Cisco patches IOS in major rollout, releases 10 security advisories

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Cisco patches IOS in major rollout, releases 10 security advisories

SearchSecurity.in Staff

In a major patching exercise, Cisco released 10 security advisories along with patches, on Sept. 28, 2011. Eight of these advisories pertain to the IOS network operating system — the foundation for most of Cisco’s switches and routers.

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The last two advisories address flaws in Cisco’s Unified Communications Manager and the 10000 series routers. A total of 19 bugs have been patched.

In most cases, immediate patches are a requisite, due to lack of ad-hoc measures. Most of the vulnerabilities are Denial of service (DoS) flaws affecting various Cisco products, resulting from how IOS processes specially crafted packets and messages.

According to Cisco, flaws in IOS may cause device reboots/resets while encountering malformed IPv6 packets. This flaw may be exploited to perform a DoS attack on vulnerable devices. IOS also suffers from other IPv6 issues like an IPv6 over MPLS DoS vulnerability and ICMPv6 Packet Multiprotocol Label Switching DoS vulnerability. Details can be found here. A suggested workaround is to disable IPv6 functionality.

Cisco confirms that IOS’ intrusion prevention system (IPS) and Zone-based firewall is also vulnerable to attack. Flaws in IOS’ IPS and zone-based firewall could cause a device to become unstable and crash while performing packet inspection on specially crafted HTTP packets. This is due to a memory leak in the packet inspection mechanism and IOS’ processing of HTTP packets, according to Cisco. No workarounds are available to mitigate this issue.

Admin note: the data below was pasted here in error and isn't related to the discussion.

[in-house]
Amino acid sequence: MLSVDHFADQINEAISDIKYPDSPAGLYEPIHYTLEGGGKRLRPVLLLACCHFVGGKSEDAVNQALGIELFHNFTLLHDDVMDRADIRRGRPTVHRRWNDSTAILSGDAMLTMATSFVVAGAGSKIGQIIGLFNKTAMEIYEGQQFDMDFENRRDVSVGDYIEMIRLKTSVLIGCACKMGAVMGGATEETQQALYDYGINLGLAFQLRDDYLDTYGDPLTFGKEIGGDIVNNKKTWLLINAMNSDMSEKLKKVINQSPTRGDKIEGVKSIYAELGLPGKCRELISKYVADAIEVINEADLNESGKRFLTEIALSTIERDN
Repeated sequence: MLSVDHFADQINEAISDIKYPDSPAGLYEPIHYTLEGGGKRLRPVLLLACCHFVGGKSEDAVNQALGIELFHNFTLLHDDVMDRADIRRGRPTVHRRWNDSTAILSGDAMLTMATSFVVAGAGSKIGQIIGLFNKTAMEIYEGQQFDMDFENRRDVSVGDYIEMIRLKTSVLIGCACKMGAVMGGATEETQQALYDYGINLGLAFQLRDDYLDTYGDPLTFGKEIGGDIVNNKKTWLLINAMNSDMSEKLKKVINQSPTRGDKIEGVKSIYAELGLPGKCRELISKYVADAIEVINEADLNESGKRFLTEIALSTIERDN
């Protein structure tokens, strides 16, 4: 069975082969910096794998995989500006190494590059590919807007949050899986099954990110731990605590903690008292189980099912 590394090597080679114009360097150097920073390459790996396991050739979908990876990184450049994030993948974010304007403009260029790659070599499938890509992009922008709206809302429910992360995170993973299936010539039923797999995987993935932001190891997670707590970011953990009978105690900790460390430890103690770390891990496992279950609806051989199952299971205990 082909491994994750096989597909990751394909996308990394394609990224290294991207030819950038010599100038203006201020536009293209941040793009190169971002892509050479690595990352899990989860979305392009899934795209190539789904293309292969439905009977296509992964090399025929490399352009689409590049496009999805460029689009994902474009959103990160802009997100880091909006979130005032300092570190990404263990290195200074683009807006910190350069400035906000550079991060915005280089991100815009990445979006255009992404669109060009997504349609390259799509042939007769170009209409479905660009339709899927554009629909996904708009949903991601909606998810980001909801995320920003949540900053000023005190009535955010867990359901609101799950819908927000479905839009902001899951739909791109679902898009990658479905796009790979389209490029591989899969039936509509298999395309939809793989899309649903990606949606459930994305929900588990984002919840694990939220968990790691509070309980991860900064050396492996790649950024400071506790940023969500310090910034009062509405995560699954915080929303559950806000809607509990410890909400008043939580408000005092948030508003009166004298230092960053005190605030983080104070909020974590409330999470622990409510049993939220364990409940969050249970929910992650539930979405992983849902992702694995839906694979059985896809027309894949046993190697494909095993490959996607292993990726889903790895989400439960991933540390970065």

A vulnerability in Cisco Unified Communications Manager — also present in IOS — is a session initiation protocol (SIP) packet handling flaw that can be exploited for a DoS attack. In addition, IOS also suffers from two more SIP flaws that result from memory leaks and incorrect handling of malformed SIP packets. The SIP protocol is used to provide VoIP and IPv6 services. A suggested workaround is to disable SIP, or vet devices using SIP to prevent spoofing.

According to Cisco’s advisories, multiple network address translation (NAT) vulnerabilities exist in the Cisco IOS Software when it comes to translation of LDAP, SIP and H.323 protocols. These flaws are caused by packets in transit, requiring application layer translation on the affected devices. These vulnerabilities may be exploited for DoS and include:

The consolidated Cisco advisory can be referred here. Other vulnerabilities identified in IOS include a flaw in IOS’s data-link switching IP packet processing, a memory corruption vulnerability in IOS’s IP SLA and IOS’ smart install feature, which suffers from a remote code execution bug. The last advisory details an ICMP packet processing bug in the Cisco 10000 series router. This flaw is the result of errors in handling malformed ICMP packets, and may be exploited by an unauthenticated remote attacker for DoS.

While the advisories list affected devices, the nature of these vulnerabilities has been restricted to registered users. This is ostensibly to prevent the bugs being exploited in the wild, and give users time to plan patch rollouts. Cisco says that there is presently no evidence of the vulnerabilities being exploited in the wild and that these advisories are the results of internal tests on IOS. Cisco recommends using the Cisco IOS software checker to determine if an update is required. The complete advisory bundle is here